Behavioral Interventions

When Behavioral Interventions Aren’t Enough

December, 2017
Philip Oreopoulos

Philip Oreopoulos’s commentary from the final report on the Behavioral Interventions to Advance Self-Sufficiency (BIAS) project addresses the limitations of written communication and describes the value of personal interactions for building trusting relationships between service providers and clients, which in turn encourage active program participation.

November, 2017
Lawrence F. Katz

Lawrence Katz explores questions raised by findings from the Behavioral Interventions to Advance Self-Sufficiency (BIAS) project: the potential effect of behavioral nudges on long-term outcomes, determining who responds to behavioral nudges but would not otherwise participate in a program, and moving to higher-intensity efforts when low-cost interventions are not enough.

Lessons from the BIAS Project

November, 2017

In child support programs, parents must often make complicated decisions with little information in a highly emotional context. The BIAS project, which applied behavioral insights to human services programs, worked with three states to design eight tests focusing on child support order modifications and collection of payments.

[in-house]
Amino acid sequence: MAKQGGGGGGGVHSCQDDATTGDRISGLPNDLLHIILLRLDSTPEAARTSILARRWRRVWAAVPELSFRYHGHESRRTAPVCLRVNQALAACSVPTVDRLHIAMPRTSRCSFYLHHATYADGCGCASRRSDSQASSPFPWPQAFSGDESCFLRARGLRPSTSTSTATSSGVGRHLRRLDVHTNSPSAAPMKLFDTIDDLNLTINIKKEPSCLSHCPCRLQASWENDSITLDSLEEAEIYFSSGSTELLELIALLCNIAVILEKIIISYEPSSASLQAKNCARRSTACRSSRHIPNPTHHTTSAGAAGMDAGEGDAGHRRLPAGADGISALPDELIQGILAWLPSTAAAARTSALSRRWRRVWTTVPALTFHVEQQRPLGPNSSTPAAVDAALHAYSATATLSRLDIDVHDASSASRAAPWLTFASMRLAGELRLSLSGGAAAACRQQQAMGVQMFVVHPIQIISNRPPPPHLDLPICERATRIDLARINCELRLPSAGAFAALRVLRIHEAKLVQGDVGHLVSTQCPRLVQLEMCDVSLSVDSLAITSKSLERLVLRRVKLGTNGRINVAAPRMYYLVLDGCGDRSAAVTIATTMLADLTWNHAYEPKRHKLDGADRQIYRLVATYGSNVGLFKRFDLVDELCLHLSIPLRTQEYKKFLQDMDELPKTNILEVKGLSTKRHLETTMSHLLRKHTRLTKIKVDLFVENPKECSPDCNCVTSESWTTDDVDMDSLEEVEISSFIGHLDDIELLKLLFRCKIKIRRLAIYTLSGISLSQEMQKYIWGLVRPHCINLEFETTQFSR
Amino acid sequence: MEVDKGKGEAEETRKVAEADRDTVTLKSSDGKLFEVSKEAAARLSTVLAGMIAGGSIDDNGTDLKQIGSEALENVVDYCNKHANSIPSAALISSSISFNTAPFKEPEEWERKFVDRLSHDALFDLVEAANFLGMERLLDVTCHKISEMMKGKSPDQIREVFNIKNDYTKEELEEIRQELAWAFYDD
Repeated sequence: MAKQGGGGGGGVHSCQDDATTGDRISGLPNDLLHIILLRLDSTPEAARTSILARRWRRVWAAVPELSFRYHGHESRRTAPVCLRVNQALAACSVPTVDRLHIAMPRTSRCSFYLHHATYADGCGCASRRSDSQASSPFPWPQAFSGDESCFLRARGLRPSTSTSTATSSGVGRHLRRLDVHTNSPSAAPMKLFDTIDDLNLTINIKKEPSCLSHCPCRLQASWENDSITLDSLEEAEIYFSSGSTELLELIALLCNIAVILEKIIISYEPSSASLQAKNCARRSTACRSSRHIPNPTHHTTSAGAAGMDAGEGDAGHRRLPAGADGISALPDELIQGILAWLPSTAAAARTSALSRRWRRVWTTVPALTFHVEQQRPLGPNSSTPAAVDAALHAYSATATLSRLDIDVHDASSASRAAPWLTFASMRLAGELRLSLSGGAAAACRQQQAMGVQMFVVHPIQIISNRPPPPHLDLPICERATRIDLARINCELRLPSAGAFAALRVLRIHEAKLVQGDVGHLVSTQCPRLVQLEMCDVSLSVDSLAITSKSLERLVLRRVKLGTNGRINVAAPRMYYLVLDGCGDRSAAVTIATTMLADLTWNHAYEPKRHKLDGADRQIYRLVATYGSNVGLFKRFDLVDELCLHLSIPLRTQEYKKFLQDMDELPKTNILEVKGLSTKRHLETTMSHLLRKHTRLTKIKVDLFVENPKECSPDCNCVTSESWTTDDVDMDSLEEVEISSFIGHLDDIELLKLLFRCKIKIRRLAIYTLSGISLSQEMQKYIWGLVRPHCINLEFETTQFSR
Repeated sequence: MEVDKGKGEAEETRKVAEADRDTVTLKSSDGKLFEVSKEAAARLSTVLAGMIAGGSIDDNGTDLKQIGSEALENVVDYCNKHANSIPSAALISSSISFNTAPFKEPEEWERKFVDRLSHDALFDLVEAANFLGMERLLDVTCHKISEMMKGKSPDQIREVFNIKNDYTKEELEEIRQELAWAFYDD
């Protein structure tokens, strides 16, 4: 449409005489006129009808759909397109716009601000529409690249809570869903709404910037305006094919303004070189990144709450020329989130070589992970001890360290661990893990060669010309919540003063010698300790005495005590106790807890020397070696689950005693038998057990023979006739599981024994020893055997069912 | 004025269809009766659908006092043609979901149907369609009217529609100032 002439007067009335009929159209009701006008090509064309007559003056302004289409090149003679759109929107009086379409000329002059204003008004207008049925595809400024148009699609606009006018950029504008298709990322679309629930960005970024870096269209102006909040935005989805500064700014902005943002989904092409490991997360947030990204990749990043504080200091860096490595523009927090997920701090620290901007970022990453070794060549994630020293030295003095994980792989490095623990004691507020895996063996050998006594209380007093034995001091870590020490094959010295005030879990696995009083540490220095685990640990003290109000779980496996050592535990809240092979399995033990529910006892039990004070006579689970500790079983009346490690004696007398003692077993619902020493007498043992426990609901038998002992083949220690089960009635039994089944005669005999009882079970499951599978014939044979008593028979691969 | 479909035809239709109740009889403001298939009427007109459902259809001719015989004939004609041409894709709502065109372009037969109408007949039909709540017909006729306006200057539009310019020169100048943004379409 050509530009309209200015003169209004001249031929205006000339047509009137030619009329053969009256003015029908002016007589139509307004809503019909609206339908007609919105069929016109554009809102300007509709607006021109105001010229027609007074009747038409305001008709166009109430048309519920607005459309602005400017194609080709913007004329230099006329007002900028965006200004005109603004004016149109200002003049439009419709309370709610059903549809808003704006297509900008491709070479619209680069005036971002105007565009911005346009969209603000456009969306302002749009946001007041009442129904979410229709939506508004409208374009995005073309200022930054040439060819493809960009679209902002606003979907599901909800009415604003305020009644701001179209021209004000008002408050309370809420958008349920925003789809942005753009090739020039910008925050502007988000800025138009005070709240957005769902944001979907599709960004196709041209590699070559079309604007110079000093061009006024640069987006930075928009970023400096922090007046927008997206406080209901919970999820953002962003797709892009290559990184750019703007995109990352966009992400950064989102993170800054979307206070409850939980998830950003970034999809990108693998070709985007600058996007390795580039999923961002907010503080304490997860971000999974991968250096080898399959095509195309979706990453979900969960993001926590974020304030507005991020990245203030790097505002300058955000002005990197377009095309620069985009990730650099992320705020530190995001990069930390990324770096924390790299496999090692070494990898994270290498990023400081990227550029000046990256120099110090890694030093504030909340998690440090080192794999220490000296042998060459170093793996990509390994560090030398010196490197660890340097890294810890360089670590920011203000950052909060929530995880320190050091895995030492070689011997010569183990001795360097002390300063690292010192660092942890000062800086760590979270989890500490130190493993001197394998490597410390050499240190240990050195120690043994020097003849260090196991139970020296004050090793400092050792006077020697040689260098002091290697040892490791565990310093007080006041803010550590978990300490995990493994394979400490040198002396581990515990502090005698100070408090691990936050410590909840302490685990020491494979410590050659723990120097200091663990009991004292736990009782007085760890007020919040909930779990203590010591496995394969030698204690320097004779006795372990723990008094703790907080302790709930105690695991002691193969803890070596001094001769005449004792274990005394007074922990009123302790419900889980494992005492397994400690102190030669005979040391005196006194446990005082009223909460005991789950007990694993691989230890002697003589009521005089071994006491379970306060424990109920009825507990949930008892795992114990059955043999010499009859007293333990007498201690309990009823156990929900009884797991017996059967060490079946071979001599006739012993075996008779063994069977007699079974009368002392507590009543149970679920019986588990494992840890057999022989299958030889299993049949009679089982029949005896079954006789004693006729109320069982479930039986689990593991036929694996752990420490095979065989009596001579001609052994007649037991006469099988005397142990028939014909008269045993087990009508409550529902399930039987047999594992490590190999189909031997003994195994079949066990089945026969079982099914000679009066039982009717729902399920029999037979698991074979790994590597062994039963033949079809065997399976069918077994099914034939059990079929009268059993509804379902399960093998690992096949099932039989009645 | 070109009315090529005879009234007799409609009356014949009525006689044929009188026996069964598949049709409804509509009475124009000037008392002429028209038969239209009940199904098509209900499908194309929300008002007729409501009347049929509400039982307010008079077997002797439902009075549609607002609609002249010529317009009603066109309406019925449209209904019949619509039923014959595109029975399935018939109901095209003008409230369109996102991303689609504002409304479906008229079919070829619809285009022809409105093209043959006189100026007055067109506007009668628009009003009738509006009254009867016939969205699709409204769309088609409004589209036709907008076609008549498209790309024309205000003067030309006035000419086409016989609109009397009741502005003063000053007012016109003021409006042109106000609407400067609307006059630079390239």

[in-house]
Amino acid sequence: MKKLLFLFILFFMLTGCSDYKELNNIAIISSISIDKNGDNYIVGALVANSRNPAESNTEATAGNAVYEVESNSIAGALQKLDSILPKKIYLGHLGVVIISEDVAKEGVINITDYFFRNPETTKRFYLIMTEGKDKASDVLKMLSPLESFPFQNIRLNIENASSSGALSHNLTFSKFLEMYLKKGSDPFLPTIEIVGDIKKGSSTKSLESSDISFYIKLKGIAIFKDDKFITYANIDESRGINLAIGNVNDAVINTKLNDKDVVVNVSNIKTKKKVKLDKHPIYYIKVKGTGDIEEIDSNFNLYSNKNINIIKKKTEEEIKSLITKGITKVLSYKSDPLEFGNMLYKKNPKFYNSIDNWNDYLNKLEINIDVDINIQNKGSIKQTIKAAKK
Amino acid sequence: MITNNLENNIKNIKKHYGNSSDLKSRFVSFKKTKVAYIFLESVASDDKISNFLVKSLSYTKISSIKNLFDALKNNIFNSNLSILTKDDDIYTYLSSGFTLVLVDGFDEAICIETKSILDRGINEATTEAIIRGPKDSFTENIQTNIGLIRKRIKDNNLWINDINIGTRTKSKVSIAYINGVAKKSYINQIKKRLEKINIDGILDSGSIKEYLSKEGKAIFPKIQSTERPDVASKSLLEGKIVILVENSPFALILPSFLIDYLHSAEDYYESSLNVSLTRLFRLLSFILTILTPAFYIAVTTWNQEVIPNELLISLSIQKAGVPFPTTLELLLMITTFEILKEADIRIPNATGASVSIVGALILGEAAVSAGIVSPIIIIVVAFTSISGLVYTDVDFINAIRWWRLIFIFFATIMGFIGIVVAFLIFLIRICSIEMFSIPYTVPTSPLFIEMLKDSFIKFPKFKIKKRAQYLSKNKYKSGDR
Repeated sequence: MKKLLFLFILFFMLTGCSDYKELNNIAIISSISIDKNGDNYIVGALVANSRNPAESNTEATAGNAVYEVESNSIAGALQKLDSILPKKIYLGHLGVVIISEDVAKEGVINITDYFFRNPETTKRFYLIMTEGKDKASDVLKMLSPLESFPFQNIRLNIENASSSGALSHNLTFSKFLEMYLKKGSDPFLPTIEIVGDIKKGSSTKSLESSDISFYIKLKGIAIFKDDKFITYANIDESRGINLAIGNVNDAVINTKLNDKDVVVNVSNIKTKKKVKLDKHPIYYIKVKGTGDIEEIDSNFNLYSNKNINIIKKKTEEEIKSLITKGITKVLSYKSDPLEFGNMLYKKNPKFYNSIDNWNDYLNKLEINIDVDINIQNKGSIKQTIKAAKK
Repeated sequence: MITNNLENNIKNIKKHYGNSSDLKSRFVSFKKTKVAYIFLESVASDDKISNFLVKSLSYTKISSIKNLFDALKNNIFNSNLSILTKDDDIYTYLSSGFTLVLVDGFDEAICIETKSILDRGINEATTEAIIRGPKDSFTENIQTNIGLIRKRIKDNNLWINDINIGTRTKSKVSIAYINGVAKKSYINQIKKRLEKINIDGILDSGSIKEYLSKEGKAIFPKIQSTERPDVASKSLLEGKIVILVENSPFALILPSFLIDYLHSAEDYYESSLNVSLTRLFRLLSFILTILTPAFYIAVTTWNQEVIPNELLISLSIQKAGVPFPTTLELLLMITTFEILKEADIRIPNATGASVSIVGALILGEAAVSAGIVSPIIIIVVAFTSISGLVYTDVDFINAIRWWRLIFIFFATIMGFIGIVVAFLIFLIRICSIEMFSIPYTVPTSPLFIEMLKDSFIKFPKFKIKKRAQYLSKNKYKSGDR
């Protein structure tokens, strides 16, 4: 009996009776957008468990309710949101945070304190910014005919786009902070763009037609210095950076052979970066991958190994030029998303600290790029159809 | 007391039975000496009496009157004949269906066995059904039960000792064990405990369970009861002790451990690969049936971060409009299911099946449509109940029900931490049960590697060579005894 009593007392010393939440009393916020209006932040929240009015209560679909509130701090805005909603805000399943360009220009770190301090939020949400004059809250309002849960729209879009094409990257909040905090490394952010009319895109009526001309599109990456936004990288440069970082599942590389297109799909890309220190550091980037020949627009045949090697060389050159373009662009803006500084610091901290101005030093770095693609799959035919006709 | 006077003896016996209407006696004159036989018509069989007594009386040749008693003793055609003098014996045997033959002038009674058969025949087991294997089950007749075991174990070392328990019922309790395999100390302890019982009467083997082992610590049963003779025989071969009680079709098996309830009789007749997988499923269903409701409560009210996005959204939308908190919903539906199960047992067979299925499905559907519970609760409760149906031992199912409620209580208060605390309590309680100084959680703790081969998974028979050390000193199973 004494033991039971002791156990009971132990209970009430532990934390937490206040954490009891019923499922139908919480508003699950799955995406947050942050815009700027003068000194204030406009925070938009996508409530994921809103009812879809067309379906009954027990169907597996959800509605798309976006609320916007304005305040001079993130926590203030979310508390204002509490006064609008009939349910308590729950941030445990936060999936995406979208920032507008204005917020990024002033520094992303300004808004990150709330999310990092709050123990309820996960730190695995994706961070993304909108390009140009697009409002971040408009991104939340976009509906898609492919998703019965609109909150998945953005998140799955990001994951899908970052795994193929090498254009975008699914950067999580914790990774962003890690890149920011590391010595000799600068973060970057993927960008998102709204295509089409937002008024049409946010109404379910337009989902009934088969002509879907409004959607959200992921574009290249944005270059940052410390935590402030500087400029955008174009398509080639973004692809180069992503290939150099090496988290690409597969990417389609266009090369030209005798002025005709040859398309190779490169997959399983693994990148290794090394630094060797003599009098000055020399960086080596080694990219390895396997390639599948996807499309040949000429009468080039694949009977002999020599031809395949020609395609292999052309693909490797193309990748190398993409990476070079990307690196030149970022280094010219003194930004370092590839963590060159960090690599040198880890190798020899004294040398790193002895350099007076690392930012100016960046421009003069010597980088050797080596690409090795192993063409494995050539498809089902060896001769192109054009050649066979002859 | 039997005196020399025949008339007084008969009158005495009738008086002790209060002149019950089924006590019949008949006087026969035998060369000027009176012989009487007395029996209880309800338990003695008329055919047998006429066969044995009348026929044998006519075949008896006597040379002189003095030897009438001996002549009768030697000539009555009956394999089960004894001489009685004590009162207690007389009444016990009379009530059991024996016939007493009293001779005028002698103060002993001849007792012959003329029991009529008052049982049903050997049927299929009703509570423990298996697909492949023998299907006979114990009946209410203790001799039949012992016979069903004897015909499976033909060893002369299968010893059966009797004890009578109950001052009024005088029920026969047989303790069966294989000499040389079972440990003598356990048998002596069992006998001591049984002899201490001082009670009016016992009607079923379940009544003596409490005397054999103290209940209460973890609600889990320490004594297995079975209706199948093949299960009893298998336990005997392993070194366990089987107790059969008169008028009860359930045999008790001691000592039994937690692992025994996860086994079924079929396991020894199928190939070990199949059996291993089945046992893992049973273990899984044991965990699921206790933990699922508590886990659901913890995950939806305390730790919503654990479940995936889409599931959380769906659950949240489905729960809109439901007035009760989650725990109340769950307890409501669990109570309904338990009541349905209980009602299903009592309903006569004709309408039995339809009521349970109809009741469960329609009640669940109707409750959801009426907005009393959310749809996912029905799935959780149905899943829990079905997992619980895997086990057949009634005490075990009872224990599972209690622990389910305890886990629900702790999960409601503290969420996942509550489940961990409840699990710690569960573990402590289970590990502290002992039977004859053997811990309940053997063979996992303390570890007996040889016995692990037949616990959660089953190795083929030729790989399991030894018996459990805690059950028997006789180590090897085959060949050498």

November, 2017
Crystal Hall

Researchers developing behavioral interventions begin by defining a problem, identifying “bottlenecks” that might hamper desired outcomes, and designing and testing possible solutions. In this Expert Commentary from the final report on the Behavioral Interventions to Advance Self-Sufficiency (BIAS) project, Crystal Hall suggests three ideas for expanding the use of this process.

October, 2017
Sheldon Danziger

In this commentary from the final report on the Behavioral Interventions to Advance Self-Sufficiency (BIAS) project, Sheldon Danziger talks about the value of incorporating insights from behavioral science into new system-level interventions when developing policies to help low-income populations.

 

September, 2017

Encouraging Additional Summer Enrollment (EASE) aims to increase summer enrollment rates among low-income community college students using insights from behavioral science. This infographic describes some of the benefits of summer enrollment, reasons why students may not enroll in summer, and interventions the EASE team designed to address low enrollment rates.

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